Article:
Aberdeen and Northern Marts Q1 livestock market report


Aberdeen and Northern Marts is reporting on the livestock trading environment covering the period from January to the end of March 2019.

Continued uncertainty in the industry and the collapse in prime cattle values has had an impact on trade for store cattle in the first quarter of the year, with prices back by 16p per kg on the year.
The weekly sale of store cattle on March 15 saw bullocks cash in at 218.6p, while heifers levelled at 211.2p.
Aberdeen and Northern Marts head of livestock, John Angus, said that despite heifers being back by 16p per year on last year’s strong trade, it was heavier types of store cattle that were being most affected on the back of the prime cattle trade.
On a more promising note, Mr Angus commented that the weather outlook looked more positive than what it did this time last year, with grass growing well for young store cattle to head straight outside.
He said: “Our busiest season for selling store and breeding cattle is just around the corner and we hope to sell 10,000 store cattle in the next six weeks. I believe the demand for store cattle will continue to grow as the weeks go in. The main spring show and sale of breeding heifers and calves will take place on Tuesday, April 30 and we have another three breeding sales in May.”
Mr Angus said that he is positive that breeding cattle will maintain last year’s rates, especially when producers didn’t replace cow numbers in the back-end.
He added: “Due to the fodder shortages last year, farmers haven’t had a chance to replace in their herds and because there have been no significant dispersals yet, there should be plenty buyers looking for breeding cattle.”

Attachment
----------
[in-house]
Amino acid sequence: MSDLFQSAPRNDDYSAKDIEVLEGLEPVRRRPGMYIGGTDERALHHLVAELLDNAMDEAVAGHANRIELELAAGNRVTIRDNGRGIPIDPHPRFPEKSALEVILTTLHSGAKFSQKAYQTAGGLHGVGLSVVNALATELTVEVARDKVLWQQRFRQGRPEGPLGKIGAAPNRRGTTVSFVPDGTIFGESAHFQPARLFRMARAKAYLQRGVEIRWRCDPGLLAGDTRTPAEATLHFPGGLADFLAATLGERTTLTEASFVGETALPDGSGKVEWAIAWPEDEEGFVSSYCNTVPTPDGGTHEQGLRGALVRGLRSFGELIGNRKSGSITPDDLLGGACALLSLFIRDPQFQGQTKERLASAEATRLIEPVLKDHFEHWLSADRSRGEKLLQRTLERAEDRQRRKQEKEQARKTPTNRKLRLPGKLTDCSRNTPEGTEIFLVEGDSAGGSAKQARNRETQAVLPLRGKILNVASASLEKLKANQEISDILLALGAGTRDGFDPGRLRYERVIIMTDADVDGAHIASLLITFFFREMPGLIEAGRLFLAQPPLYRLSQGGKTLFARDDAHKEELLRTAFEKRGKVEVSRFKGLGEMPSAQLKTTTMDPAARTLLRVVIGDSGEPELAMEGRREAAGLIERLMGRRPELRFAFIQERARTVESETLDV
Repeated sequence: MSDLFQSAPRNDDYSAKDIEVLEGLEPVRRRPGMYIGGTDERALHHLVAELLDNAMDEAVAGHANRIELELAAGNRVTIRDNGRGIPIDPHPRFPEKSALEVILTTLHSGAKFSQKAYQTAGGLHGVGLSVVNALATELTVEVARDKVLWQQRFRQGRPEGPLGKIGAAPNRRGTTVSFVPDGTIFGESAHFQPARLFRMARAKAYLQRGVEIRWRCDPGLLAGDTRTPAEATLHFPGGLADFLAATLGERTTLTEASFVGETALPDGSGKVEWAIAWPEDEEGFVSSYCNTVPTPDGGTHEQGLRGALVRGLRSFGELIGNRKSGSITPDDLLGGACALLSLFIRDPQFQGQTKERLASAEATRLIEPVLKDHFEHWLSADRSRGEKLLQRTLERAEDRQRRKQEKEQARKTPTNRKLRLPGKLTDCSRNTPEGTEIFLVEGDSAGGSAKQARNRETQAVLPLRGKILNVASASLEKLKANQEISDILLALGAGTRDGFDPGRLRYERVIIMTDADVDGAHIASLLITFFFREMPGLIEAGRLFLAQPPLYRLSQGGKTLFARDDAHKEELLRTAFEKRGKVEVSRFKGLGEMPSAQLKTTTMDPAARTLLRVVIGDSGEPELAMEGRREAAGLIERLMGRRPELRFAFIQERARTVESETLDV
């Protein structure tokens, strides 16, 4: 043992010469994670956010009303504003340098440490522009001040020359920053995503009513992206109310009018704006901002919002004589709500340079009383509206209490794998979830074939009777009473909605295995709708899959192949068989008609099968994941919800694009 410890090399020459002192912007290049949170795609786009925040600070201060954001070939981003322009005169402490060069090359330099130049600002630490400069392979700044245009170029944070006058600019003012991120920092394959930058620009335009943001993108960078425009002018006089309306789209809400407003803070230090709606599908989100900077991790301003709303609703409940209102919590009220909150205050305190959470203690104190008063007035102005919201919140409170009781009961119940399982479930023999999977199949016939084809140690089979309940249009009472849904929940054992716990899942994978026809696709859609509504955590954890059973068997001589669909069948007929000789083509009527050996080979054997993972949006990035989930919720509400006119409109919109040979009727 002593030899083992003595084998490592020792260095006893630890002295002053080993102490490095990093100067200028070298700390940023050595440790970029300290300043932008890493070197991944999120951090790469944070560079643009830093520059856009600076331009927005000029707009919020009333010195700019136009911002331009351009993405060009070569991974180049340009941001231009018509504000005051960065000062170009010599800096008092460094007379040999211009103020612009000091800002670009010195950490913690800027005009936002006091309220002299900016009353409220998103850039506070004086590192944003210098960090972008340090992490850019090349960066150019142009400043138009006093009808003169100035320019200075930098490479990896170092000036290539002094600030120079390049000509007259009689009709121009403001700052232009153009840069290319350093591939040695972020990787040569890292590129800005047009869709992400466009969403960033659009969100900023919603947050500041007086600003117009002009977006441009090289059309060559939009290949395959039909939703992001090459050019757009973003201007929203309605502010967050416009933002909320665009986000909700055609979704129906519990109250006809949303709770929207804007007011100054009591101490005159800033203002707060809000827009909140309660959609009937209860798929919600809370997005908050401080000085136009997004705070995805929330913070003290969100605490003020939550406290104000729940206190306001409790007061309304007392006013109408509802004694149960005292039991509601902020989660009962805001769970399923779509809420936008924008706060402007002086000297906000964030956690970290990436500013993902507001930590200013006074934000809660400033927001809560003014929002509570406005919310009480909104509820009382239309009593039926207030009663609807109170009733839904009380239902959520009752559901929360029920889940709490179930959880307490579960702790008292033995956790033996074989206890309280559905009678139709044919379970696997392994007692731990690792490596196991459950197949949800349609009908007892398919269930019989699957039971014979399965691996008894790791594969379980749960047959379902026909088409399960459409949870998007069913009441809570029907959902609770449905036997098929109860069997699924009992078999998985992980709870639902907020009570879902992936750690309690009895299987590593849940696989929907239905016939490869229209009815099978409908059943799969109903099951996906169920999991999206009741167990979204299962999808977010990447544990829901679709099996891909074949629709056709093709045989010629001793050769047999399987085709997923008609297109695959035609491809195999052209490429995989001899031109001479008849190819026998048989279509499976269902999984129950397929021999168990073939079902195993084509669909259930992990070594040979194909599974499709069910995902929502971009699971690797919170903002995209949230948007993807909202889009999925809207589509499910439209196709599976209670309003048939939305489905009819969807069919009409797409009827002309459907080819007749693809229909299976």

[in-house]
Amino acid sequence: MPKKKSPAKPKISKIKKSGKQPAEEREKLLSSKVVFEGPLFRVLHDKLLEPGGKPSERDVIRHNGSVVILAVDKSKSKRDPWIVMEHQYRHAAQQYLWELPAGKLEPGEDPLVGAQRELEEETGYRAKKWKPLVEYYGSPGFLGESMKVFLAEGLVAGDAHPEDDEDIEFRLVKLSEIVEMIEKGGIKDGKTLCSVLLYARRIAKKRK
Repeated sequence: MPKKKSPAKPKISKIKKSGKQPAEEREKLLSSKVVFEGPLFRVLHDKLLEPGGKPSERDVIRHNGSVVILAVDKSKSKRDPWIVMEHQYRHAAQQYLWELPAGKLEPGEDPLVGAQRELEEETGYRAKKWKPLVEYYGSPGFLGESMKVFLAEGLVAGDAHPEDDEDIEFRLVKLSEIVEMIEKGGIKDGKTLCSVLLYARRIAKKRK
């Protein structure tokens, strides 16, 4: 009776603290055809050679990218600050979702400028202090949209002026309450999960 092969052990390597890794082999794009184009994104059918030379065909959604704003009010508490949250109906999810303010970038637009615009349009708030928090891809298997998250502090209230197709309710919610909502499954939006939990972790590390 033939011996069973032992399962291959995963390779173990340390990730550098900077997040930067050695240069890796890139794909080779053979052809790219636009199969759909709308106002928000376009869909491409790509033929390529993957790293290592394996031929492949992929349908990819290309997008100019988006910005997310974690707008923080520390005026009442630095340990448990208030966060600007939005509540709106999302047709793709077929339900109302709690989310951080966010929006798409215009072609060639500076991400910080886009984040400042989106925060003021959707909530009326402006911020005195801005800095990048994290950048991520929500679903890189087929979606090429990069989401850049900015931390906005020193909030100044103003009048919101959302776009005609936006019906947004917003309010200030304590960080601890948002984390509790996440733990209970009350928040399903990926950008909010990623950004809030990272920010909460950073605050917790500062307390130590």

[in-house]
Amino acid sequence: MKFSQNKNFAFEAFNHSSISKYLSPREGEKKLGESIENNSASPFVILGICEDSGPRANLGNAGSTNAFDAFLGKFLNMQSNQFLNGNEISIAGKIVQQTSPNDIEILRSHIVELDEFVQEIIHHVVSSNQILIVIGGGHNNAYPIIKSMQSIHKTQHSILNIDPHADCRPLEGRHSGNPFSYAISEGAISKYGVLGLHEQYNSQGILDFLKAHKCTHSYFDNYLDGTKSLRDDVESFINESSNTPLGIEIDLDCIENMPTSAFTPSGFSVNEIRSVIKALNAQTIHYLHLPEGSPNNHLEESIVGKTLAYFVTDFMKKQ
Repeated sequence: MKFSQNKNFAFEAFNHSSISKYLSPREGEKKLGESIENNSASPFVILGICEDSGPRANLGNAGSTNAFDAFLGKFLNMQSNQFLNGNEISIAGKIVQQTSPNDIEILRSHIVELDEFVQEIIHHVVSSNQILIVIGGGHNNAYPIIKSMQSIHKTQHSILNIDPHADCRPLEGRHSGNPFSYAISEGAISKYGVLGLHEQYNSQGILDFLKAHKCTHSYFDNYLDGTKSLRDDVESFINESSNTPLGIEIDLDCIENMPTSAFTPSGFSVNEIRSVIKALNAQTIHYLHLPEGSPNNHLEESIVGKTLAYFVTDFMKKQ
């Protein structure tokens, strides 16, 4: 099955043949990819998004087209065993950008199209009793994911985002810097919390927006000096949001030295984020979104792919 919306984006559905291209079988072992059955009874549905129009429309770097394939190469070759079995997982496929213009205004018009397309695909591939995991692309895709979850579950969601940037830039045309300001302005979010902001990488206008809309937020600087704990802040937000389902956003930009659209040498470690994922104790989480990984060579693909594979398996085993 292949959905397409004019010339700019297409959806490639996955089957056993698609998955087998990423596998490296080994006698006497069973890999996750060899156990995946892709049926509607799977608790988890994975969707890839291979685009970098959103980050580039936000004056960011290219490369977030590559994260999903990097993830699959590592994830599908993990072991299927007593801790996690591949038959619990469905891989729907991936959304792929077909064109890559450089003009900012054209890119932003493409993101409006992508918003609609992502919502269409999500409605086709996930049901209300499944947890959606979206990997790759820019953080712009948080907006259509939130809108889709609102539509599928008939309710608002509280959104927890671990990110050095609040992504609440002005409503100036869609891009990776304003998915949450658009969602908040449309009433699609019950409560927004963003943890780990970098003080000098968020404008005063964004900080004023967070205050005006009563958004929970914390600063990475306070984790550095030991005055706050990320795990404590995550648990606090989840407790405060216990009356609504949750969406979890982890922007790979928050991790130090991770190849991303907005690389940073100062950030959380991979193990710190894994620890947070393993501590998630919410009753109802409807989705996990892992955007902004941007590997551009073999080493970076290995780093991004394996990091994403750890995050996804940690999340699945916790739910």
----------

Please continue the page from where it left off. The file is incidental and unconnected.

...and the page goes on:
The prime cattle trade has seen handier types well sought after with the best of butchers’ heifers selling between 220p per kg and 235p. It’s expected that trade will remain steady for the next six weeks with the hope of a turnaround by mid-May.

Prime and cull cattle manager, Tim McDonald, was particularly pleased to report that there have been a few new local butchers buying cattle at the sale every week due to a rise in consumers wishing to source local produce in shops.
With increased bedding costs and straw shortages, Mr McDonald also pointed out that there were more dirtier cattle coming through the ring than usual and he is advising those customers with fleshier cows to get in touch with auctioneers to arrange for clipping services before sale.
It’s hoped that cast cows will soon become dearer due to an increased demand across the country but with producers having off-loaded cows in the back-end of last year, Mr McDonald said that there are not the same numbers forward. He also mentioned that there is a real lack of fed cows coming through the ring because producers just simply haven’t kept on cows for feeding.

Over recent weeks, the prime lamb trade has remained fairly static with overall averages up to 190p per kg liveweight which equates to a £2-£3 rise on recent levels.
Deputy head of livestock, Colin Slessor, said that the best of export and heavy lambs were selling in and around the £90-£95 mark, and that handy weight types were still proving to be the easiest commodity to sell.

Mr Slessor also pointed out that both prime lamb and feeding ewe numbers were tightening in the south of Scotland and into England. As a result, the trade for feeding ewes has begun to show signs of improvement with top-quality pure-bred and heavy type ewes cashing in between £120 and £140. The best of the Mule ewes forward have realised £70-£75, while top Blackface ewes have been selling for £55 plus.

Fears of uncertainty surrounding Brexit has meant that trade for store lambs has been back on last year’s animated levels but despite store lamb numbers having been very scare over the last few weeks, demand has been particularly strong with confidence at the ringside.

Meanwhile, trade for ewes with lambs at foot has not quite kicked off yet and Mr Slessor said that consignors would be offering stock in the next few weeks (April onwards). He remains optimistic that there will be the usual ready demand for well-mothered outfits.